The Global Beauty Industry

The Global Beauty Industry is an interdisciplinary text that uses beauty to explore topics of gender, race, class, colorism, nation, bodies, multiculturalism, transnationalism, and intersectionality. Integrating materials from a wide range of cultural and geo-political contexts, it coalesces with initiatives to produce more internationally relevant curricula in fields such as sociology, as well as cultural, women's/gender, media, and globalization studies.

Weight Bias

Discrimination based on body shape and size remains commonplace in today's society. This important volume explores the nature, causes, and consequences of weight bias and presents a range of approaches to combat it. Leading psychologists, health professionals, attorneys, and advocates cover such critical topics as the barriers facing obese adults and children in health care, work, and school settings; how to conceptualize and measure weight-related stigmatization; theories on how stigma develops; the impact on self-esteem and health, quite apart from the physiological effects of obesity; and strategies for reducing prejudice and bringing about systemic change.

Body Kindness

Create a healthier and happier life by treating yourself with compassion rather than shame. Imagine a graph with two lines. One indicates happiness, the other tracks how you feel about your body. If you're like millions of people, the lines do not intersect. But what if they did? This practical, inspirational, and visually lively book shows you the way to a sense of well-being attained by understanding how to love, connect, and care for yourself--and that includes your mind as well as your body. Body Kindness is based on four principles. WHAT YOU DO: the choices you make about food, exercise, sleep, and more HOW YOU FEEL: befriending your emotions and standing up to the unhelpful voice in your head WHO YOU ARE: goal-setting based on your personal values WHERE YOU BELONG: body-loving support from people and communities that help you create a meaningful life With mind and body exercises to keep your energy spiraling up and prompts to help you identify what YOU really want and care about, Body Kindness helps you let go of things you can't control and embrace the things you can by finding the workable, daily steps that fit you best. It's the anti-diet book that leads to a more joyful and meaningful life.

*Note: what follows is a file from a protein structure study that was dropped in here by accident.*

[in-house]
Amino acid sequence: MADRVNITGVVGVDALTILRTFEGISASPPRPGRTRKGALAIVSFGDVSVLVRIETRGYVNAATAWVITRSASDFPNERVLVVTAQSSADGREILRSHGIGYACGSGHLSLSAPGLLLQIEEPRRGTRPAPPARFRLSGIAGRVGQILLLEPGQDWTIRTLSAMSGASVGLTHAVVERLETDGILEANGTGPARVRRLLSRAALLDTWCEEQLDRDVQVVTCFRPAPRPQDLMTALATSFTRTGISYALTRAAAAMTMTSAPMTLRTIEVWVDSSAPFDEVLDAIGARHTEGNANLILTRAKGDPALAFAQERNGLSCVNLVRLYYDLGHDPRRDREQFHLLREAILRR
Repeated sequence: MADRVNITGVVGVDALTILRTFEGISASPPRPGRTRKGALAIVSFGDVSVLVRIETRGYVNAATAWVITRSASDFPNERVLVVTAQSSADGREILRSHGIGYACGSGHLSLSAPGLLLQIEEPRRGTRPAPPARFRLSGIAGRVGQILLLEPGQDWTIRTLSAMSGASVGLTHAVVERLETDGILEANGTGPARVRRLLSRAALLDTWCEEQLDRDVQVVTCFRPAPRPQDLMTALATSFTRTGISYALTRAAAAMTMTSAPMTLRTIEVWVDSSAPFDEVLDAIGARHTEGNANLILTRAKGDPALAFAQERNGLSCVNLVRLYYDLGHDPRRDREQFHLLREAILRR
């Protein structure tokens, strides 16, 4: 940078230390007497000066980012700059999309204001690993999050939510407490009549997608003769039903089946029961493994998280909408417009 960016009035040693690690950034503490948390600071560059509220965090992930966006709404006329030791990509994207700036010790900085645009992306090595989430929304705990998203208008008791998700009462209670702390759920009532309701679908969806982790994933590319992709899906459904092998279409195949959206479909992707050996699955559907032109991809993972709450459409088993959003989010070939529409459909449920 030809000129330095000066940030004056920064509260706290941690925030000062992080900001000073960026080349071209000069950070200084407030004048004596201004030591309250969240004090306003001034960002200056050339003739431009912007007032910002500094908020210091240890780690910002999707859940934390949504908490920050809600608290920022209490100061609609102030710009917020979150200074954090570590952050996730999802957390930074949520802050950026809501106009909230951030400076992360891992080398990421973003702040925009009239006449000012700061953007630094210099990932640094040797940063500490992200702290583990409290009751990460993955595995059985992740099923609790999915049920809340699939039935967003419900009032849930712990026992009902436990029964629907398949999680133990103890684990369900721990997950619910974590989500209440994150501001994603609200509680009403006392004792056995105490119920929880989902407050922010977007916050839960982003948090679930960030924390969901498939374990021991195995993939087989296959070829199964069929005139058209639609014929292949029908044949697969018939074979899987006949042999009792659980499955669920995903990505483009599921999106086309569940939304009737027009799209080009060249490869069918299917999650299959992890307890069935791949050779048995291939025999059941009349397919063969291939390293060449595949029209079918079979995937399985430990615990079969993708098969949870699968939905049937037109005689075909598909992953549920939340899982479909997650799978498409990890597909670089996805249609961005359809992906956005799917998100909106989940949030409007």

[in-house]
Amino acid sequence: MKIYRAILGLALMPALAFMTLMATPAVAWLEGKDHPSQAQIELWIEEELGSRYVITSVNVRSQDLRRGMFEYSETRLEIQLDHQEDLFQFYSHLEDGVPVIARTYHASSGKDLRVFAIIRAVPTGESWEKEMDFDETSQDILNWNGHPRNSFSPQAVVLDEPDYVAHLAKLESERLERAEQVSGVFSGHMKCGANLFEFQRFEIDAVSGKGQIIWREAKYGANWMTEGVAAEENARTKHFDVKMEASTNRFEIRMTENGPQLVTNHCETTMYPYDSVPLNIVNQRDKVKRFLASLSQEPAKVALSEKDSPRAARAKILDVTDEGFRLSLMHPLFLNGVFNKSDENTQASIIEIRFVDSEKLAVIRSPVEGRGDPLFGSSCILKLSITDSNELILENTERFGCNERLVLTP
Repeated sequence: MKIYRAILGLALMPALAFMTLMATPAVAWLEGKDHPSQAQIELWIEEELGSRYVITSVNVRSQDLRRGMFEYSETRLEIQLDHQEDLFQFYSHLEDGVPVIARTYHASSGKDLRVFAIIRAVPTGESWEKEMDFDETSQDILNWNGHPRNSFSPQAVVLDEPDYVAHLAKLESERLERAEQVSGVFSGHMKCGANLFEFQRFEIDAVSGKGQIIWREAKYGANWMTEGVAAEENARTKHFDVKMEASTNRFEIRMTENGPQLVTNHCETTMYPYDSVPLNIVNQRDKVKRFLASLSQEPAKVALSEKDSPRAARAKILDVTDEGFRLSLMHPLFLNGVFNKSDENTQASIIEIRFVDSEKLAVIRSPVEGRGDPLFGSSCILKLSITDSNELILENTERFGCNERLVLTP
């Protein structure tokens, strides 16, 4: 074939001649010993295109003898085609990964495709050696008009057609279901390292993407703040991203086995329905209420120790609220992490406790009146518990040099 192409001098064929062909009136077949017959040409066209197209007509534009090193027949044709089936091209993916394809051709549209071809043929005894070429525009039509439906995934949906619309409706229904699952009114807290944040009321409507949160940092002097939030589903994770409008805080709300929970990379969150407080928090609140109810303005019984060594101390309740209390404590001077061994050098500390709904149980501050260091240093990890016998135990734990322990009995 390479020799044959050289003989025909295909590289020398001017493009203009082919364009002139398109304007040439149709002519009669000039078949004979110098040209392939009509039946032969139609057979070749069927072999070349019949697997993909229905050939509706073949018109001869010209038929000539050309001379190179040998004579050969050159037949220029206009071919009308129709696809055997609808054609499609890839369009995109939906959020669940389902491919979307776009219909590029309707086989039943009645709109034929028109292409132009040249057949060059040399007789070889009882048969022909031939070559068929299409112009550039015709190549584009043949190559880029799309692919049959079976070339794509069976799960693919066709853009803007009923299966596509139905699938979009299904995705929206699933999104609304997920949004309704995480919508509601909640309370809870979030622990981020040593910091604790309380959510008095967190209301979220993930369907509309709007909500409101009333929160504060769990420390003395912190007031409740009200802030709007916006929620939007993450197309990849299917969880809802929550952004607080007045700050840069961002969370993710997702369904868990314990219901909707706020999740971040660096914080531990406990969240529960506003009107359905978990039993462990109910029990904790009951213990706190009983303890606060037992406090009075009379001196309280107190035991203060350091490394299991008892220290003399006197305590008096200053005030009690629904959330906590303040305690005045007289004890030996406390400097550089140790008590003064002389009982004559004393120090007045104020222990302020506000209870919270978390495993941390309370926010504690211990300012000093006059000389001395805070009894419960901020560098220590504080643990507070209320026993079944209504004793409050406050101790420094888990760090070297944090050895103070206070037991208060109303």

Ugliness

Ugly as sin, the ugly duckling--or maybe you fell out of the ugly tree? Let's face it, we've all used the word "ugly" to describe someone we've seen--hopefully just in our private thoughts--but have we ever considered how slippery the term can be, indicating anything from the slightly unsightly to the downright revolting? What really lurks behind this most favored insult? In this actually beautiful book, Gretchen E. Henderson casts an unfazed gaze at ugliness, tracing its long-standing grasp on our cultural imagination and highlighting all the peculiar ways it has attracted us to its repulsion. Henderson explores the ways we have perceived ugliness throughout history, from ancient Roman feasts to medieval grotesque gargoyles, from Mary Shelley's Frankenstein to the Nazi Exhibition of Degenerate Art. Covering literature, art, music, and even the cutest possible incarnation of the term--Uglydolls--she reveals how ugliness has long posed a challenge to aesthetics and taste. She moves beyond the traditional philosophic argument that simply places ugliness in opposition to beauty in order to dismantle just what we mean when we say "ugly." Following ugly things wherever they have trod, she traverses continents and centuries to delineate the changing map of ugliness and the profound effects it has had on the public imagination, littering her path with one fascinating tidbit after another. Lovingly illustrated with the foulest images from art, history, and culture, Ugliness offers an oddly refreshing perspective, going past the surface to ask what "ugly" truly is, even as its meaning continues to shift.

Beauty Pays